The purpose of this course is to systematically examine the elements and factors which result in an effective speech.  The textbook and associated lectures present an element-by-element examination of the essentials of public speaking while also identifying traits of the individual speaker and how they impact preparation and presentation.  In addition to these resources, a comprehensive series of brief videos demonstrate specific, performance-oriented aspects of public speaking.  Tying each of these course elements together are the themes of information and ethics, emphasized in each resource because they are becoming increasingly important to all communicators.  For example, the textbook constantly returns to the discussion of society’s ever-increasing access to information and the demands on the individual to use it effectively and ethically.  The authors note that “the New York Times has more information in one week than individuals in the 1800s would encounter in a lifetime,” which illustrates…

3 votes
Saylor.org Free Closed [?] Social Sciences Communication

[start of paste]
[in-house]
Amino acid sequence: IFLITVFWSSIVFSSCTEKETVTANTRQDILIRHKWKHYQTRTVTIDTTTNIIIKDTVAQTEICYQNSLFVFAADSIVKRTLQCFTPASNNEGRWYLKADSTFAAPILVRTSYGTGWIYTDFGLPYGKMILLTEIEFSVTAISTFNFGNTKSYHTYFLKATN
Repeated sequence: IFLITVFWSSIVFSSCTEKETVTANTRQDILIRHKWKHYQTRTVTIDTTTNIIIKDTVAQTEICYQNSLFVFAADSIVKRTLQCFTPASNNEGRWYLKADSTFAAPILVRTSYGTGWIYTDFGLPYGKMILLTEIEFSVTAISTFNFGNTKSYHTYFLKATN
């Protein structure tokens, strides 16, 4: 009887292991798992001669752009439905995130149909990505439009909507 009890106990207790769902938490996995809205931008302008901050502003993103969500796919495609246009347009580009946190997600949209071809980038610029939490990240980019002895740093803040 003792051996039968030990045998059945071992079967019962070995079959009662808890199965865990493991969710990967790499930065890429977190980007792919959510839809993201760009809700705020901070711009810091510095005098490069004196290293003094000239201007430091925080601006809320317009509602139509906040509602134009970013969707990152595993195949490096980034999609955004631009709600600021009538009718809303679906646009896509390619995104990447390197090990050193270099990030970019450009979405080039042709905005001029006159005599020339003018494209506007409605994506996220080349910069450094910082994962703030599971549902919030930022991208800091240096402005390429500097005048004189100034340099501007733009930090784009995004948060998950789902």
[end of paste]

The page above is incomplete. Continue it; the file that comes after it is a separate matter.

The purpose of this course, as governed by the textbook at its core, Understanding Media and Culture: An Introduction to Mass Communication, is to complete a fairly comprehensive examination of the evolution and impact of the media, primarily in the United States.  Each of the major media (newspapers, magazines, books, radio, movies, music, and television), as well as new media (electronic entertainment, social media, and the Internet), are examined from their conception to the present and future possibilities.  Emphasis is placed on how each media industry has evolved over time, responding to changes in society, technology, politics, and economics.  The course also explores the cultural impact of the media, from individual media products to entire industries, with particular emphasis on the cultural and ethical factors that influence production, consumption, and also, due to the advent of new media, participation.  Upon completing this course, you should be more conscious of how your viewpoints are shape…

2 votes
Saylor.org Free Closed [?] Social Sciences Communication